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    Not annoying at all, they are points worth discussing and I've been known to be wrong in the past :D

    Absolutely correct, and for many people, this will never be an issue. But for high mileage drivers, the need to wait around during the day for a top-up is a major inconvenience, and there are already reports of queues at the public fast charge points. The Regulator has spoken out against developing the current infrastructure any further until ESB Networks move to a paid model so the general public isn't subsidising EV drivers any more.

    As ownership numbers rise, what happens where there are multiple cars in a household? 32A chargers are the max that can be installed here, with 16A the limit in homes that already have a high electricity demand such as those with heat pumps as the standard domestic electricity supply here is 12 or 16kVA. Higher capacity supply is available, but not in all locations, and they attract extra charges.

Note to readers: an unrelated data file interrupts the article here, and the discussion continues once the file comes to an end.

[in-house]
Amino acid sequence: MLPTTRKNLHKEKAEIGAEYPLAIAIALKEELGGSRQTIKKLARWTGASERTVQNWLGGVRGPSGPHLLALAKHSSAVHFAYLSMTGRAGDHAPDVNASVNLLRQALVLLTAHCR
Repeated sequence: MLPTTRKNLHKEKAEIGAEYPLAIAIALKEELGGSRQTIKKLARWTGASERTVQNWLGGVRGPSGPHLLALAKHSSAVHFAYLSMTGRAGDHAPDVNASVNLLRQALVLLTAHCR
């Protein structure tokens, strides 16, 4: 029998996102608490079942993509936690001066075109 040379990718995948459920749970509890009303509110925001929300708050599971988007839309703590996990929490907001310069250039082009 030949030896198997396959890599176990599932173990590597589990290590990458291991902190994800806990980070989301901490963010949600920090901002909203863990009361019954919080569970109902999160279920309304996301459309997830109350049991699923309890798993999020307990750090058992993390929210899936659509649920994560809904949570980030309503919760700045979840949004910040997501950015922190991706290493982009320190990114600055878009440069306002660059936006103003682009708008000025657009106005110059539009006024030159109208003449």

That'll certainly address some of the public charge point queuing issues, but the power demands for these mean they won't work in a domestic setting. But as battery capacity rises to meet the demands of larger vehicles, even with high power charging points motorists will still end up waiting for extended periods.

    What I mean there is as the size of the car increases, or the range is expanded, a larger, heavier battery is required. While the car may feel more sturdy, extra weight is not a good thing, no one ever added weight to a race car to improve its handling or performance :D The range of the Leaf may well suit most journeys, but the majority of Irish drivers don't want to drive Leaf size cars.